I cant say that we had a bunch of people who opposed our relationship - in fact - the people who know us both (and know us best) were in complete support of our relationship from the start. However there were some people who were not ready to see either of us begin in a relationship. Some of this came from people who wanted to give us a "timeline" so to speak... you know "You shouldn't date for at least _______ (you fill in the blank) after a death or divorce!" I am even convinced that there were some who really wanted both Vee and I to stay single for the rest of our lives. Others would have been satisfied if we would have waited 10 years, or 5 years, or just a few more years. But when it boiled down to it - we knew the time was right. We knew we were not in crisis anymore, but were were ready to move forward. Sure, we would move forward with a limp, with scars, with fears, but we were ready.
When people confronted me with their expectations and "timelines" of who and how I should date after divorce I (in typical Steve fashion) was able to shrug off those comments... I knew the truth about me, about my first marriage, and what I new was right for me and my girls as far as dating Veronica. Vee on the other hand has a harder time when it comes to disappointing people and was more bothered by the expectations others had of her dating life.
Both Vee and I knew from very early on that we had found something special in each other and were not willing to allow someone else to interfere with that, but I knew that for Vee grief and expectations would come into play. I knew that I would need to be patient as people adjusted to seeing Vee from "the widow" to someone who was dating and then engaged. I didn't want to push Vee nor did I want to push others away.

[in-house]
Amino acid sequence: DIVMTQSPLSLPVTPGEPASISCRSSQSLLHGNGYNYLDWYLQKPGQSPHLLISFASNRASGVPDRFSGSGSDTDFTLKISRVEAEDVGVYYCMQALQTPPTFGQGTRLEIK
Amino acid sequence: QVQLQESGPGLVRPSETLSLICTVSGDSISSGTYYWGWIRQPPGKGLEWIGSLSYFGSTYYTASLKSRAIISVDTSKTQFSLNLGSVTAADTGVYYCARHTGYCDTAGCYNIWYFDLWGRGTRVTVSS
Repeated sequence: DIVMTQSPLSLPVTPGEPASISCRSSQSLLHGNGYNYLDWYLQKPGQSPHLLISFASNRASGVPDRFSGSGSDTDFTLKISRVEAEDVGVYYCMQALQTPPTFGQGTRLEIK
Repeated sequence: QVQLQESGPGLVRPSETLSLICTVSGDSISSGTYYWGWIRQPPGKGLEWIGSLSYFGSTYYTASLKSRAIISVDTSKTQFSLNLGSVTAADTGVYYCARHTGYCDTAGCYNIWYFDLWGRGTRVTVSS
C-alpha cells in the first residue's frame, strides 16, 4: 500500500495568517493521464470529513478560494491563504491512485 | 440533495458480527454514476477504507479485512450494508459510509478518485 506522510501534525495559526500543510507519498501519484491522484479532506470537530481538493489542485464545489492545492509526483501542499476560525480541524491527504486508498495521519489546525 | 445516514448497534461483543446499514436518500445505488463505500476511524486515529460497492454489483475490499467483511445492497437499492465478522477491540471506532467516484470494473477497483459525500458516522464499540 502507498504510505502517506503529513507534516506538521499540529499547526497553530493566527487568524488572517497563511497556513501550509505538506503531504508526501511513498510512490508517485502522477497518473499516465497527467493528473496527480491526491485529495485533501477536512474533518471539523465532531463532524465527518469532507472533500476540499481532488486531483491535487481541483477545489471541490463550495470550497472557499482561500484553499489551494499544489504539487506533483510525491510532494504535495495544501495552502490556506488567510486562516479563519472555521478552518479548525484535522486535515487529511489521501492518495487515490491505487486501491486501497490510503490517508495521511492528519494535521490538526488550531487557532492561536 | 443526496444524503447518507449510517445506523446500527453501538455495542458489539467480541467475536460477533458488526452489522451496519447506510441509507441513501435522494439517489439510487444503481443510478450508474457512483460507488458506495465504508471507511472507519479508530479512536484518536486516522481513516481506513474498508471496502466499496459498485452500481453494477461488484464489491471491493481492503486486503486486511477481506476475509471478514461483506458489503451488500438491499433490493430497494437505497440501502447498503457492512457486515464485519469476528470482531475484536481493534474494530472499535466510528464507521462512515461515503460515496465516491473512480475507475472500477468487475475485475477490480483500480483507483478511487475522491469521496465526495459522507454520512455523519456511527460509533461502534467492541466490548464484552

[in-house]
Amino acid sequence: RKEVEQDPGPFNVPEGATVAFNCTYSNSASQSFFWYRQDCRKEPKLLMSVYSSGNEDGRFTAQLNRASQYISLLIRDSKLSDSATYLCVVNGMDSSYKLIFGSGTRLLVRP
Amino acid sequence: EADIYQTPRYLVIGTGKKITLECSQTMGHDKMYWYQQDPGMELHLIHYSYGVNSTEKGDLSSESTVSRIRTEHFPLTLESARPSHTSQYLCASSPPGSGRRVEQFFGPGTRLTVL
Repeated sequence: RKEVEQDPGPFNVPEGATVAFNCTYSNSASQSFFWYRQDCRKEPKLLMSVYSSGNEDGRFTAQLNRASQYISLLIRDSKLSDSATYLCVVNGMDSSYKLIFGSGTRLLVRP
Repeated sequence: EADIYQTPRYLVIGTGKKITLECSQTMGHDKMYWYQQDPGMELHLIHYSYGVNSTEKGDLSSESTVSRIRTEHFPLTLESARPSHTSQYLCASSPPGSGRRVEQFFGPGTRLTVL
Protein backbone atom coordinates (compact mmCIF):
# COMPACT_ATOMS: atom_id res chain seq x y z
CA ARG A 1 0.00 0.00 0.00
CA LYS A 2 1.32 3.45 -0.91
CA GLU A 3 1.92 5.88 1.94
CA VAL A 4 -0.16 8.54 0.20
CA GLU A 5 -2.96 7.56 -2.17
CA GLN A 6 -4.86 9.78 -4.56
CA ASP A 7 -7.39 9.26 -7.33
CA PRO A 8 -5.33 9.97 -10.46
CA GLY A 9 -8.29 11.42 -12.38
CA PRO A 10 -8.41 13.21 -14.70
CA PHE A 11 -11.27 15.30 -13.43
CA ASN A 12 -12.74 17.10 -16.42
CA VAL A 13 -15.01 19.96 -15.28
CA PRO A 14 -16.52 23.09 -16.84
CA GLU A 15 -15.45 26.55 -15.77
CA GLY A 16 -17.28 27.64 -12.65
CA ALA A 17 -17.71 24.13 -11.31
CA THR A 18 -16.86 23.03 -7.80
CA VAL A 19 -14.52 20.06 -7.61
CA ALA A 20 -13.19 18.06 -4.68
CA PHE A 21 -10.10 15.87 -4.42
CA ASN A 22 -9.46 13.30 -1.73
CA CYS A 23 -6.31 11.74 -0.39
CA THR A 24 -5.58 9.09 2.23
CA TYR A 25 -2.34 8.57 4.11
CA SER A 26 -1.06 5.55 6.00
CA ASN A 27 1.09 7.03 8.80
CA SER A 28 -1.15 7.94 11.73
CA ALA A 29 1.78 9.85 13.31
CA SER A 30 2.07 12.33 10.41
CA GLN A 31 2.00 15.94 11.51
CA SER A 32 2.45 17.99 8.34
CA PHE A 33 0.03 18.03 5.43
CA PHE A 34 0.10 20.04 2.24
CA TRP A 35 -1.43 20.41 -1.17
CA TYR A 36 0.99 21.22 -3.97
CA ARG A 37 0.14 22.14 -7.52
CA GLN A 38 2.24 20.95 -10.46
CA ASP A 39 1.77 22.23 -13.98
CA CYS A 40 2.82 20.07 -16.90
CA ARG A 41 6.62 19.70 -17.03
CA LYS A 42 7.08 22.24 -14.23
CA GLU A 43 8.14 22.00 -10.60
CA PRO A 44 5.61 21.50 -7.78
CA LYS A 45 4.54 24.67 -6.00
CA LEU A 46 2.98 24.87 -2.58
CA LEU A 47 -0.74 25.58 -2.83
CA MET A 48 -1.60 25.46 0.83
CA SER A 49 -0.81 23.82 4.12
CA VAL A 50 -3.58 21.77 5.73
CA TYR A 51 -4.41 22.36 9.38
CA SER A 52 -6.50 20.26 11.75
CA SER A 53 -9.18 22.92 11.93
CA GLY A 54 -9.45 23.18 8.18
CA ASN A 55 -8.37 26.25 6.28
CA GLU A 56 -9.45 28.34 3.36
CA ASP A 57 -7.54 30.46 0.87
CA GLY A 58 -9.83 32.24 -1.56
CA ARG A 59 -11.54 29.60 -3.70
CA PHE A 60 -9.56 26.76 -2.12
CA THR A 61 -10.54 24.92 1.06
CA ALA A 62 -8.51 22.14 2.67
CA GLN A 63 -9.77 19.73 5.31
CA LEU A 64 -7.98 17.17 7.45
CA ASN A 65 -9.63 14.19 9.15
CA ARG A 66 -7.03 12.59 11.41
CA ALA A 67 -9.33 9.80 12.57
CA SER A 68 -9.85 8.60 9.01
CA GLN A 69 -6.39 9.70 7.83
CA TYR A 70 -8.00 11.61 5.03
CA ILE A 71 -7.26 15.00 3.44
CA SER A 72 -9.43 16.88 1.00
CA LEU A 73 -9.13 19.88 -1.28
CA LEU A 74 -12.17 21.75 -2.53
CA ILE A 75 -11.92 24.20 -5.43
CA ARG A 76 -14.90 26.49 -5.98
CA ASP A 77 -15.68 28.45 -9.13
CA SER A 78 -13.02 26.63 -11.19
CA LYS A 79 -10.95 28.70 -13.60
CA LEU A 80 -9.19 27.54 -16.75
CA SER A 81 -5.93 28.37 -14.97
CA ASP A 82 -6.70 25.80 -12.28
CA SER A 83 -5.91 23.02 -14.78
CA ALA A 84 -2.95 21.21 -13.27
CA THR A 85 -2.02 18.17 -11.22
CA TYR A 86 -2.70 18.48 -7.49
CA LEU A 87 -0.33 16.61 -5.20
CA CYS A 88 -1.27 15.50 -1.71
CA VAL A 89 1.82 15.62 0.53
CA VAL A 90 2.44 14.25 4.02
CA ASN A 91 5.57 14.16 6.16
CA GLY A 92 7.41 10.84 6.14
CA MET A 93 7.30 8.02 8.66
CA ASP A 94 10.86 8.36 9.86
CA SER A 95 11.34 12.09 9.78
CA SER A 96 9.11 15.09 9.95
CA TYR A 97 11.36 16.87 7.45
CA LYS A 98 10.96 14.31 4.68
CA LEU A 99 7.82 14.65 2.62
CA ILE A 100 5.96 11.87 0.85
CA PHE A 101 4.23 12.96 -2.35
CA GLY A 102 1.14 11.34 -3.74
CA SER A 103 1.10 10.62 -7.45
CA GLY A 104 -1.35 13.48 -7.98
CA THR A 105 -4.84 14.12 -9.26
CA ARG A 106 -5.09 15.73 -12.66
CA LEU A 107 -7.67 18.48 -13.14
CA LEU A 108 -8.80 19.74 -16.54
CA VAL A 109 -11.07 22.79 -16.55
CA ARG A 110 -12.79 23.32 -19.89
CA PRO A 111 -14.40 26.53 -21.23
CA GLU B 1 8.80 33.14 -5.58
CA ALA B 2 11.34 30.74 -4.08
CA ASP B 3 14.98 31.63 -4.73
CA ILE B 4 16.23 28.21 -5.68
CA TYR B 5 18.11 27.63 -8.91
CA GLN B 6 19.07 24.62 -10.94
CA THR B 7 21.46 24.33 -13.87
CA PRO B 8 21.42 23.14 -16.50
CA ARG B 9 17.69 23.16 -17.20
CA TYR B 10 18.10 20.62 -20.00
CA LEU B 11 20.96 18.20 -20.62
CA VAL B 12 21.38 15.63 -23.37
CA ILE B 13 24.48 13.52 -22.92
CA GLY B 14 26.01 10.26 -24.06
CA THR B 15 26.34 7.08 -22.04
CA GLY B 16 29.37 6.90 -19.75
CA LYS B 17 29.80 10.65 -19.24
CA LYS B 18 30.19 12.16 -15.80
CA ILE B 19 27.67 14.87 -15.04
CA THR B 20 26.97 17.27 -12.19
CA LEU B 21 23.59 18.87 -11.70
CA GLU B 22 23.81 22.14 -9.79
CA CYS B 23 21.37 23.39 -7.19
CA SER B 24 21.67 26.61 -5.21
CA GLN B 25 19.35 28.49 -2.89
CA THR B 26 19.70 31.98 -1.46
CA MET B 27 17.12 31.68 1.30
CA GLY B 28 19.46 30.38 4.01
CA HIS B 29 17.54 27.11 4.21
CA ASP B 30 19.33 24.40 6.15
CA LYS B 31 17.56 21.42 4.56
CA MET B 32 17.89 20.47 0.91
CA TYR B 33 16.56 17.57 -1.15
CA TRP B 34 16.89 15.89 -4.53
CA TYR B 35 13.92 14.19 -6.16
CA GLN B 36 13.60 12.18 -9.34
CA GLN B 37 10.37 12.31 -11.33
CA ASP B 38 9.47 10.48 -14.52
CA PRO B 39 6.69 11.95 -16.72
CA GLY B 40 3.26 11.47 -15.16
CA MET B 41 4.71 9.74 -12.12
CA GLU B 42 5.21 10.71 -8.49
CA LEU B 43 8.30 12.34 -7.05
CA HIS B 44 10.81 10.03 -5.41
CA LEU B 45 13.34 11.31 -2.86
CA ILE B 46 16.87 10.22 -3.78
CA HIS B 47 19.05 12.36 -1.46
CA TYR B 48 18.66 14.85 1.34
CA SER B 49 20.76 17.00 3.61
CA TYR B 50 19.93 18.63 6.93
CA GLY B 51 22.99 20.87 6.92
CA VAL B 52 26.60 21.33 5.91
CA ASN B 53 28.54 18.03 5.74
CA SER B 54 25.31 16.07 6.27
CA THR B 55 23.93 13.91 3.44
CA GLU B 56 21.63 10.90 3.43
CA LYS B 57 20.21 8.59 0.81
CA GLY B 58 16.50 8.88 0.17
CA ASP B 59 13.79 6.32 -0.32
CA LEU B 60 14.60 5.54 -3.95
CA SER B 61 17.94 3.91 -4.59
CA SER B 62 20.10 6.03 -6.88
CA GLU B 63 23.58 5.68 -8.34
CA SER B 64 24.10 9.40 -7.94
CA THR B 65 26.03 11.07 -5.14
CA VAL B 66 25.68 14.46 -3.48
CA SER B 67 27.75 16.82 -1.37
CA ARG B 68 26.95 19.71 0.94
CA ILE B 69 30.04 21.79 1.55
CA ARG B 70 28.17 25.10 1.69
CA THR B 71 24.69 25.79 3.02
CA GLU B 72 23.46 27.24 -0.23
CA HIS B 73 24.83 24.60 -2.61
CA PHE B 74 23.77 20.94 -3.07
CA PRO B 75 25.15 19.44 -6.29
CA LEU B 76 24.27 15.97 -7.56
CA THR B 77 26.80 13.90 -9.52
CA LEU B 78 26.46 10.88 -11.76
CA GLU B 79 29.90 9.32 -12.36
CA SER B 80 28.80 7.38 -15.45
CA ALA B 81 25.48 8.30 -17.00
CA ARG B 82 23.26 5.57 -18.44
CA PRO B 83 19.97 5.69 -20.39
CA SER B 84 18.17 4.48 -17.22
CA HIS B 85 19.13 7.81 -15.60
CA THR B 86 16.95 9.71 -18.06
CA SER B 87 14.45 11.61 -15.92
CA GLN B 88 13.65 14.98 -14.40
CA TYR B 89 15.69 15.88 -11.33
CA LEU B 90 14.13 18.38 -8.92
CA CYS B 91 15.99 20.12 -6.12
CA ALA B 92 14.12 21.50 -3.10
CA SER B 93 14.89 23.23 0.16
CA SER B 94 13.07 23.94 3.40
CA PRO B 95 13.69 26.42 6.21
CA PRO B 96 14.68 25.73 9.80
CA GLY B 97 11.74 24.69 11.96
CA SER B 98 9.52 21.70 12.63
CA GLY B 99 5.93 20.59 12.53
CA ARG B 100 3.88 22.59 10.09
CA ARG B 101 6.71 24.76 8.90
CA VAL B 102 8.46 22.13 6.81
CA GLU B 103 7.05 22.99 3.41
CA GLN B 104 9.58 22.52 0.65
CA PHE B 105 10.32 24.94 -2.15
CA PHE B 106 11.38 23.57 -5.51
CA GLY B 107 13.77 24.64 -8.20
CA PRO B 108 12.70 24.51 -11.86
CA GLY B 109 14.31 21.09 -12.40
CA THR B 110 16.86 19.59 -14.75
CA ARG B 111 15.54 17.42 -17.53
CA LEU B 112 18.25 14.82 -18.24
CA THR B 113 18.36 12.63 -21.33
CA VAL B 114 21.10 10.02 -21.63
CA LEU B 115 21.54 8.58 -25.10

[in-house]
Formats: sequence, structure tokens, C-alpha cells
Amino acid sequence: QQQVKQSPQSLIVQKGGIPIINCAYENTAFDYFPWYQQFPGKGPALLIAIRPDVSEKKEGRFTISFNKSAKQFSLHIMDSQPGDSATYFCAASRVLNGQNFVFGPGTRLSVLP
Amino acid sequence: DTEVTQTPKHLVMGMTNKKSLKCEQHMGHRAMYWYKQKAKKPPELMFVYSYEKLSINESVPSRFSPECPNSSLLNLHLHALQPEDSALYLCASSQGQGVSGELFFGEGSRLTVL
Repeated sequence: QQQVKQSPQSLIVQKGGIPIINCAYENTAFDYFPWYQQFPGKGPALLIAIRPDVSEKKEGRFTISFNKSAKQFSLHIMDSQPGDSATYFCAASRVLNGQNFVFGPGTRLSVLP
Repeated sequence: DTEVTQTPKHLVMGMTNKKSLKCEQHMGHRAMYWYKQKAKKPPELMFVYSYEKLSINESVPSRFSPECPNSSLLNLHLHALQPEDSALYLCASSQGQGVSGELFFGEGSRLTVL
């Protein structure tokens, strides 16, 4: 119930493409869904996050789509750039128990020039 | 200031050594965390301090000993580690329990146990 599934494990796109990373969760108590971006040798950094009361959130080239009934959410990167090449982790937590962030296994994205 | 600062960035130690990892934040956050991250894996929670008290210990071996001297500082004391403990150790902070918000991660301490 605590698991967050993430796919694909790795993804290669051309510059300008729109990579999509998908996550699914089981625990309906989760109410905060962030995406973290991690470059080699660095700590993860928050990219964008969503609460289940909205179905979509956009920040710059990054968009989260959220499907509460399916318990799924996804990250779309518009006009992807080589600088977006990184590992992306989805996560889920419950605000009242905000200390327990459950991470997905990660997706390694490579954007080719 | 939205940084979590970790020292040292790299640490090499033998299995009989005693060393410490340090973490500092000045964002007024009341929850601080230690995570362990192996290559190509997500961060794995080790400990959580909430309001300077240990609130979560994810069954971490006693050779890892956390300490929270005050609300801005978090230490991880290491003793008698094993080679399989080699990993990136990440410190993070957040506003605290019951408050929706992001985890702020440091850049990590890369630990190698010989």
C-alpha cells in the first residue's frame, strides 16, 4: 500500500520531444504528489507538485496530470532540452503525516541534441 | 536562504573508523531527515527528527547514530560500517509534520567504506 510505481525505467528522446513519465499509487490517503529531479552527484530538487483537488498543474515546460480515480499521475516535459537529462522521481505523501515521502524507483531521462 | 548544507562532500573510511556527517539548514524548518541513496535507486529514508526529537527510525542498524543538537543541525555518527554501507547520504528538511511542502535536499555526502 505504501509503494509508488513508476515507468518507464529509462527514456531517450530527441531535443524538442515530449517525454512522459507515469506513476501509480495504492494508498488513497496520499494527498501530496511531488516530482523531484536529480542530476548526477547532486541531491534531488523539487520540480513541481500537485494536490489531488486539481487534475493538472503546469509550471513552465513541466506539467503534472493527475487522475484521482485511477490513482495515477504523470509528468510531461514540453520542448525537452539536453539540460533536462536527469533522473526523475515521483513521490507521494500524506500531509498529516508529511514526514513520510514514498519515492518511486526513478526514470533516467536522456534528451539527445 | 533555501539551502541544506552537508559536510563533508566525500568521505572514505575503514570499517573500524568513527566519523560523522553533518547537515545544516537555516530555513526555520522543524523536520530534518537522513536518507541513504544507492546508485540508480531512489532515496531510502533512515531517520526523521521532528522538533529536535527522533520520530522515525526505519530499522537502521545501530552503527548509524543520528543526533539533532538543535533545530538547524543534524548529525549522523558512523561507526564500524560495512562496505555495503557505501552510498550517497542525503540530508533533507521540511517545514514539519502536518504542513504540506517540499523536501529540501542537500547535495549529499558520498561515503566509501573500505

Many of these people who had expectations were good people, people who loved and cared about Vee and the kids. Some folks could not view Vee in any other light but a widow who was in need. In some way Vee's grief and pain gave them them a sense of purpose and a special role in life. They were able to give and support Vee and her children in very meaningful and tangible ways and seeing Vee move forward would change that sense of purpose and role for them - something some people were not ready to give up. For others our new relationship was a sign that her grief was moving forward... something that their grief was not ready for.
The last thing I wanted to do was to come barging in create an "us verses him" relationship. I knew I couldn't win everybody over but I also knew that a little bit of patience goes a long way. Allowing people to see my intentions with Vee, my love for her, my love for Faith, Caleb, and Carter, and our interactions as a couple went a long way in helping people adjust expectations. Many of those people who had seen Vee in crisis had had been so busy with concern for her and the kids that they had not noticed when she was not in crisis anymore. We had to be patient with these people and give them time to see her in a different light.
The truth is Vee and I still need that support in our lives. While we are not in crisis anymore we still benefit from the support of others. It looks different than before. Our need for support is not as dependent as it once was - it is mutual. We have healed to the point that we can show our scars, tell the story, and help others along the way. While the scars remind of us the pain we went through and occasionally still bring tears to our eyes they also give us a new and fresh outlook on life that we did not have without them. We appreciate life more, love harder, laugh better, and live more. We wear our scars visibly to show what God has brought us through and what he is doing in our lives.